Too often at this time of year we forget the Canadians. While on the Fourth of July Americans are busy at barbecues, parades and concerts, lighting fireworks late into the night, and generating lots of noise about declaring their independence from the British in 1776, many forget that just a few days before, Canadians are celebrating the birth of their country, too. (What’s a Canuck got to do to get a little attention, eh?)
So we decided to do a little bit of research on this important holiday, and find out what it’s all about!
Usually celebrated on July 1 (it’s only celebrated on July 2 if the first day of July falls on a Sunday), Canada Day commemorates the joining of the provinces of New Brunswick, Nova Scotia, Ottawa and Quebec into one confederation in 1867. So with the signing of a few papers and shaking of a few hands (in the scheme of things, very little fuss and bother – at least compared to their American neighbors), they became a kingdom in their own right. Let’s just say it was, like the Canadians themselves, all very polite and civilized.
But you won’t find much difference across the border in the way they celebrate their national birthday. Parades, concerts, and fireworks are the order of the day in cities and towns across the country, just on a slightly more “Canadian” scale. This year, the lucky Canadians in the nation’s capital of Ottawa will be joined by the Duke and Duchess of Cambridge (none other than the famous recent newlyweds Prince William and Princess Catherine of Wales!) for their annual celebration on Parliament Hill, featuring traditions like the Raising of the Flag and the Changing of the Guard. Other headliners will include bands like Newfoundland folk artists Great Big Sea, Prince Edward Island pop singer Jenn Grant and alternative country star Corb Lund.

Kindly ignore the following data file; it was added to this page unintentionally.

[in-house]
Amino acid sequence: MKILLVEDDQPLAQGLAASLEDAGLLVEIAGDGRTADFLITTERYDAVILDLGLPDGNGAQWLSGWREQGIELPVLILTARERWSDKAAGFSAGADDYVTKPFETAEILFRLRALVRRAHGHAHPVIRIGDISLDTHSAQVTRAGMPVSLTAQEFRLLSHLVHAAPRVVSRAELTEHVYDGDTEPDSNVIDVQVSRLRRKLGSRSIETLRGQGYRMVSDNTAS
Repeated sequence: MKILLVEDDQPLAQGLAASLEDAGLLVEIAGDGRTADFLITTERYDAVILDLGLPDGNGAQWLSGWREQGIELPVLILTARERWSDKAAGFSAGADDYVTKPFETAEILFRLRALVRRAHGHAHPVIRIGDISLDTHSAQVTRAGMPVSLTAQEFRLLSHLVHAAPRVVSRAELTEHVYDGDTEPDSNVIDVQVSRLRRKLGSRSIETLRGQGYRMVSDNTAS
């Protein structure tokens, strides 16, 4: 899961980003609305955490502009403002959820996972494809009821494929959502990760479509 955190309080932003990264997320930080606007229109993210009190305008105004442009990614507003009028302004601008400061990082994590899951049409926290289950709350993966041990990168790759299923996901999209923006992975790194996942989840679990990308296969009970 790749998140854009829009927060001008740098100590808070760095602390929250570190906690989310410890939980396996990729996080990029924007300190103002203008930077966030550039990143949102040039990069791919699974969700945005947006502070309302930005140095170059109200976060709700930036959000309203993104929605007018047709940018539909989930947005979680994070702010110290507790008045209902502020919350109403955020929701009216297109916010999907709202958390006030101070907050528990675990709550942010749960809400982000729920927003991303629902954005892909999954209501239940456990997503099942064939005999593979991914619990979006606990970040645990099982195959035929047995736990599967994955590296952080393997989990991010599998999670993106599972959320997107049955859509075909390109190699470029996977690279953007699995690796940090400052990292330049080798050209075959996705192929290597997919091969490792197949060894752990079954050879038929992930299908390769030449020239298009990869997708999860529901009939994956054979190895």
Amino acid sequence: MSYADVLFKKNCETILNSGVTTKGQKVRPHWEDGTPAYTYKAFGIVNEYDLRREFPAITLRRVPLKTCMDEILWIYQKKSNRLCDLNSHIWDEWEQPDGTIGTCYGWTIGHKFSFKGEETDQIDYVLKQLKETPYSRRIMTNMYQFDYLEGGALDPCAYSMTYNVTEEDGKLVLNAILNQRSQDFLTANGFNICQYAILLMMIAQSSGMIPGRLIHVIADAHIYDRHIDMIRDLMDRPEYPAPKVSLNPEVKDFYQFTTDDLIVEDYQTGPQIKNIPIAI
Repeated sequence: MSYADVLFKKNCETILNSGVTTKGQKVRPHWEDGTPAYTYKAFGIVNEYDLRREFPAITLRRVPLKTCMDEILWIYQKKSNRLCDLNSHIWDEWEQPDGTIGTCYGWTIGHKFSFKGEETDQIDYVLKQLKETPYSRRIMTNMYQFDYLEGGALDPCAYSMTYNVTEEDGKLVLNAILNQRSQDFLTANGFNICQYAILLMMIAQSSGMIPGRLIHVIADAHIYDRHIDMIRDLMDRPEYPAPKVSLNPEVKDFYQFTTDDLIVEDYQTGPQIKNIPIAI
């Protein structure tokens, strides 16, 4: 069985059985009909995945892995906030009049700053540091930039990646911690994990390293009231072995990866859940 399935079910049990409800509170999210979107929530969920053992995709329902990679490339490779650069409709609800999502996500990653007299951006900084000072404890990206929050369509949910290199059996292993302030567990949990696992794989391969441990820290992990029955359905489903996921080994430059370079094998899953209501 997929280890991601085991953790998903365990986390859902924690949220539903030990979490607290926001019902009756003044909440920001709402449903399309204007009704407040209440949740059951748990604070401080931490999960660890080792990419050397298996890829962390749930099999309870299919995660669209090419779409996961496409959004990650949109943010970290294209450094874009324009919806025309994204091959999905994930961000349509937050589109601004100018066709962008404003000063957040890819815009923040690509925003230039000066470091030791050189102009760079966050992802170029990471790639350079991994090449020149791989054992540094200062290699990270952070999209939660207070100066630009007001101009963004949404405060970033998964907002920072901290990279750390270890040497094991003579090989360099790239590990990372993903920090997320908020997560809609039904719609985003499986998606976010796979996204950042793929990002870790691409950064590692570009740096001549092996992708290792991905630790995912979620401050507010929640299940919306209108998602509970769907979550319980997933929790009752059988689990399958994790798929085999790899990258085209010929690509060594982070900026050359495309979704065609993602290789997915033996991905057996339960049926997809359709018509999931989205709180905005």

This summer, consider getting to know little bit more about our friends to the North and their beautiful country. TakeTours offers trips to destinations throughout Eastern and Western Canada, including Ottawa, Toronto, the Thousand Islands and Niagara Falls regions, Quebec City, Montreal, Vancouver and the Canadian Rockies. So book a tour now! What are you waiting for, eh?